The crucifixion of Jesus Christ is a pivotal event in Christianity. It represents the ultimate sacrifice and the moment when Jesus took upon himself the sins of humanity.
At the site of the crucifixion, there was a sign placed above Jesus’ head, which has been a subject of much curiosity and debate among scholars and believers alike.
In this blog post, we will delve into the inscription on the cross, specifically examining what was written in Hebrew, and its significance.
The New King James Version (NKJV) of the Bible provides us with valuable insight into the inscription. By examining the Gospels and comparing different accounts, we can begin to piece together a clearer picture of what was written on the cross in Hebrew.
The following key takeaways summarize the main points of our discussion:
- The inscription on the cross was written in three languages: Hebrew, Greek, and Latin.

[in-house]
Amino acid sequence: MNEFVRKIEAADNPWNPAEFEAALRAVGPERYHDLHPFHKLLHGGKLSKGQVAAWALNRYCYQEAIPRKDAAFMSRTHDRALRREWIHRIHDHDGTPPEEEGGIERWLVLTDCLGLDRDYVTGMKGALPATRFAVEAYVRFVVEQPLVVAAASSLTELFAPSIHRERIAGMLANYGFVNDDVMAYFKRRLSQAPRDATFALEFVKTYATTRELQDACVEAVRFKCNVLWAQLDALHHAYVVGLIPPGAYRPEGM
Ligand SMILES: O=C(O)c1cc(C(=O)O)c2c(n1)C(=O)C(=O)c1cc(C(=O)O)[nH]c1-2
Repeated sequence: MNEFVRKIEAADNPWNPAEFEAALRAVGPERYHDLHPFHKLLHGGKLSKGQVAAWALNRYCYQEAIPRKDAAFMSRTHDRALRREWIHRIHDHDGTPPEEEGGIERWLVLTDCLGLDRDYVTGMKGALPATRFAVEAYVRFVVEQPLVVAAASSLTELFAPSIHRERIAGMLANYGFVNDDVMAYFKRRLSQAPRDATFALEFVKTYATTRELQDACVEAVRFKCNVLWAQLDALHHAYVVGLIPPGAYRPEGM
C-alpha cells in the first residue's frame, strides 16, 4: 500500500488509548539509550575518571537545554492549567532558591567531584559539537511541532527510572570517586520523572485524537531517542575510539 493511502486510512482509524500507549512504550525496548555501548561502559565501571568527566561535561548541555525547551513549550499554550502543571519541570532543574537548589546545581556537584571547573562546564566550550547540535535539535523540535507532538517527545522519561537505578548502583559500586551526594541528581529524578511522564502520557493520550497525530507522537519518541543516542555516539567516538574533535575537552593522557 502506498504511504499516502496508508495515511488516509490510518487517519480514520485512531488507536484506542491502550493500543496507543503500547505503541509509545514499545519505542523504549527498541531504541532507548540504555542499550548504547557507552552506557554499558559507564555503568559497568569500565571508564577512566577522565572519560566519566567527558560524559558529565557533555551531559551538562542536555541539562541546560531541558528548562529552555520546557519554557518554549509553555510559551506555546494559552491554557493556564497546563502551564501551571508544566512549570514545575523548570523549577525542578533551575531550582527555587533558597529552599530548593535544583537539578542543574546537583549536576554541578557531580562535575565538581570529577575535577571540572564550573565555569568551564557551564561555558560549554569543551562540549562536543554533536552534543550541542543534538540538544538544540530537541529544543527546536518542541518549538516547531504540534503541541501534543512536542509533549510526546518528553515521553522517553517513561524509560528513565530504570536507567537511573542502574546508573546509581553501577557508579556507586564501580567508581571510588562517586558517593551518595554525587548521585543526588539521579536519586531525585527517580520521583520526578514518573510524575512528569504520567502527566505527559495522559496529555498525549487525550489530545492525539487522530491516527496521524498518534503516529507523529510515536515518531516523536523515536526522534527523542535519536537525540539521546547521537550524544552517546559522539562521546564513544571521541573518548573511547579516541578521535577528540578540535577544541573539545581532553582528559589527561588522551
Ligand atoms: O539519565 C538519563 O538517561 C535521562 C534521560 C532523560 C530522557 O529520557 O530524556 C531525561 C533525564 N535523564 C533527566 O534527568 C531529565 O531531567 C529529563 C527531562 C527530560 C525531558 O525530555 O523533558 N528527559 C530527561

- Each Gospel writer provides a slightly different account of the inscription, but all mention that it identified Jesus as the King of the Jews.
- The Hebrew version of the inscription holds particular significance due to its prophetic and linguistic implications.
The Inscription on the Cross: A Multilingual Message
According to the Gospels, the inscription on the cross was written in three languages: Hebrew, Greek, and Latin. This was likely done to ensure that the message could be understood by as many people as possible, given the diverse population of the region at the time.
John 19:19-20 (NKJV) states,
“Now Pilate wrote a title and put it on the cross. And the writing was: JESUS OF NAZARETH, THE KING OF THE JEWS. Then many of the Jews read this title, for the place where Jesus was crucified was near the city; and it was written in Hebrew, Greek, and Latin.”
This multilingual approach to the inscription underscores its importance and the gravity of the events taking place. The message was meant to be seen and understood by all who witnessed the crucifixion.
Variations in the Gospel Accounts